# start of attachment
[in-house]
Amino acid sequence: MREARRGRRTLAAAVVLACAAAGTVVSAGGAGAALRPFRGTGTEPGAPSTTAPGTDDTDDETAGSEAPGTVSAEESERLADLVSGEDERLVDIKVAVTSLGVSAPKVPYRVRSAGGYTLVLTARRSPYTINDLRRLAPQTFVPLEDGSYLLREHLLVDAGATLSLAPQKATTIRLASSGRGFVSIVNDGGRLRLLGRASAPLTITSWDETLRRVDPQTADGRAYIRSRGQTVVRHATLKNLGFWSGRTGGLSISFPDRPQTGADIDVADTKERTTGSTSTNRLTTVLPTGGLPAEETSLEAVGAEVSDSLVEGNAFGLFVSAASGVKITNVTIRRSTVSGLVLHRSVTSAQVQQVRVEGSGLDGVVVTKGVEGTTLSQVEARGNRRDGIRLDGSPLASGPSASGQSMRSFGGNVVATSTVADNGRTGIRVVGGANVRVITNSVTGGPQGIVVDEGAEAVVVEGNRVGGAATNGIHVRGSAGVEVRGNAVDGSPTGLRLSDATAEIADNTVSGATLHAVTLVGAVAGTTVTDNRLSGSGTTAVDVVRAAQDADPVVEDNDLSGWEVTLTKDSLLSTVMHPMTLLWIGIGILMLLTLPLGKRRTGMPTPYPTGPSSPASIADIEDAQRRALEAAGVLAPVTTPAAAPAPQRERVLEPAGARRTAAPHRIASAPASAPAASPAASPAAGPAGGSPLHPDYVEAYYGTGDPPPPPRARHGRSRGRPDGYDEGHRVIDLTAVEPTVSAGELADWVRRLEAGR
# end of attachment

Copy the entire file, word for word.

[in-house]
Amino acid sequence: MREARRGRRTLAAAVVLACAAAGTVVSAGGAGAALRPFRGTGTEPGAPSTTAPGTDDTDDETAGSEAPGTVSAEESERLADLVSGEDERLVDIKVAVTSLGVSAPKVPYRVRSAGGYTLVLTARRSPYTINDLRRLAPQTFVPLEDGSYLLREHLLVDAGATLSLAPQKATTIRLASSGRGFVSIVNDGGRLRLLGRASAPLTITSWDETLRRVDPQTADGRAYIRSRGQTVVRHATLKNLGFWSGRTGGLSISFPDRPQTGADIDVADTKERTTGSTSTNRLTTVLPTGGLPAEETSLEAVGAEVSDSLVEGNAFGLFVSAASGVKITNVTIRRSTVSGLVLHRSVTSAQVQQVRVEGSGLDGVVVTKGVEGTTLSQVEARGNRRDGIRLDGSPLASGPSASGQSMRSFGGNVVATSTVADNGRTGIRVVGGANVRVITNSVTGGPQGIVVDEGAEAVVVEGNRVGGAATNGIHVRGSAGVEVRGNAVDGSPTGLRLSDATAEIADNTVSGATLHAVTLVGAVAGTTVTDNRLSGSGTTAVDVVRAAQDADPVVEDNDLSGWEVTLTKDSLLSTVMHPMTLLWIGIGILMLLTLPLGKRRTGMPTPYPTGPSSPASIADIEDAQRRALEAAGVLAPVTTPAAAPAPQRERVLEPAGARRTAAPHRIASAPASAPAASPAASPAAGPAGGSPLHPDYVEAYYGTGDPPPPPRARHGRSRGRPDGYDEGHRVIDLTAVEPTVSAGELADWVRRLEAGR